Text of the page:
Simulations are an important tool for investigating brain function but large models are needed to faithfully reproduce the statistics and dynamics of brain activity. Simulating large spiking neural network models has, until now, needed so much memory for storing synaptic connections that it required high performance computer systems. Here, we present an alternative simulation method we call ‘procedural connectivity’ where connectivity and synaptic weights are generated ‘on the fly’ instead of stored and retrieved from memory. This method is particularly well suited for use on graphical processing units (GPUs)—which are a common fixture in many workstations. Using procedural connectivity and an additional GPU code generation optimization, we can simulate a recent model of the macaque visual cortex with 4.13 × 106 neurons and 24.2 × 109 synapses on a single GPU—a significant step forward in making large-scale brain modeling accessible to more researchers.
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The raw data40 used to produce Figs. 1 and 2; and the pre-processed data used to produce Fig. 3 are available at https://doi.org/10.5281/zenodo.4277749. Furthermore, the raw data used to produce Figs. 1 and 2 are also available with this manuscript. The raw spiking data from the GeNN simulations of the multi-area model41 are available at https://doi.org/10.25377/sussex.12912699. The authors of ref. 15 hold the copyright for the raw spiking data from their NEST simulations and the data is available from them upon request.
All experiments were carried out using GeNN 4.3.3 (ref. 42), available at https://doi.org/10.5281/zenodo.4022384. A GeNN port of the multi-area model43 is available at https://doi.org/10.5281/zenodo.4271816. The models used to produce Figs. 1 and 2 as well as the code to produce all figures are available at https://doi.org/10.5281/zenodo.4277749. The latest version of the code used for this paper is also availalble at https://github.com/BrainsOnBoard/procedural_paper/.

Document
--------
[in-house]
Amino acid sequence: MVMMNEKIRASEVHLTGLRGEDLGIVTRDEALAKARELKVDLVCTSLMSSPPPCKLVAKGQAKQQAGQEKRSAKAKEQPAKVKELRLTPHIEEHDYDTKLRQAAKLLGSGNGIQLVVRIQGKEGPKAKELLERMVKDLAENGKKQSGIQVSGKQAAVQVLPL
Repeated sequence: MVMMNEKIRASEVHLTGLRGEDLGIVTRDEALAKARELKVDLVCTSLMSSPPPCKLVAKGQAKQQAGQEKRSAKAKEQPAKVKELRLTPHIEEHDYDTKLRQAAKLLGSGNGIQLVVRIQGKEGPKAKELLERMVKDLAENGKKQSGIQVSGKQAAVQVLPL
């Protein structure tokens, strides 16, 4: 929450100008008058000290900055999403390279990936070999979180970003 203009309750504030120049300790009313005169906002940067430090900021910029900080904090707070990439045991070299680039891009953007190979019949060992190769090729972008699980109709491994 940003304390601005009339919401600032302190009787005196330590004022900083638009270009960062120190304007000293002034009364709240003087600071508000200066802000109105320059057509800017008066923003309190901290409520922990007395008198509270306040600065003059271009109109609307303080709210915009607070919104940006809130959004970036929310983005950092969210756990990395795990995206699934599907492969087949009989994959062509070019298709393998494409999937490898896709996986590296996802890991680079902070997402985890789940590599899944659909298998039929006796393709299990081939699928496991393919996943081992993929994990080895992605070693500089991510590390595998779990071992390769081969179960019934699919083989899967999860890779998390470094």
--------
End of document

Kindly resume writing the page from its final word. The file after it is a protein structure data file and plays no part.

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We would like to thank J. Pronold, S. van Albada, A. Korcsak-Gorzo and M. Schmidt for their help with the multi-area model data; and D. Goodman and M. Mikaitis for their feedback on the manuscript. J.K. and T.N. were funded by the EPSRC (Brains on Board project, grant number EP/P006094/1). T.N. was also funded by the the European Union’s Horizon 2020 research and innovation program under grant agreements 785907 (HBP SGA2) and 945539 (HBP SGA3).
The authors declare no competing interests.
Peer review information Nature Computational Science thanks Susanne Kunkel, Oliver Rhodes and the other, anonymous, reviewer(s) for their contribution to the peer review of this work. Yann Sweeney was the primary editor on this article and managed its editorial process and peer review in collaboration with the rest of the editorial team.
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Knight, J.C., Nowotny, T. Larger GPU-accelerated brain simulations with procedural connectivity. Nat Comput Sci 1, 136–142 (2021). https://doi.org/10.1038/s43588-020-00022-7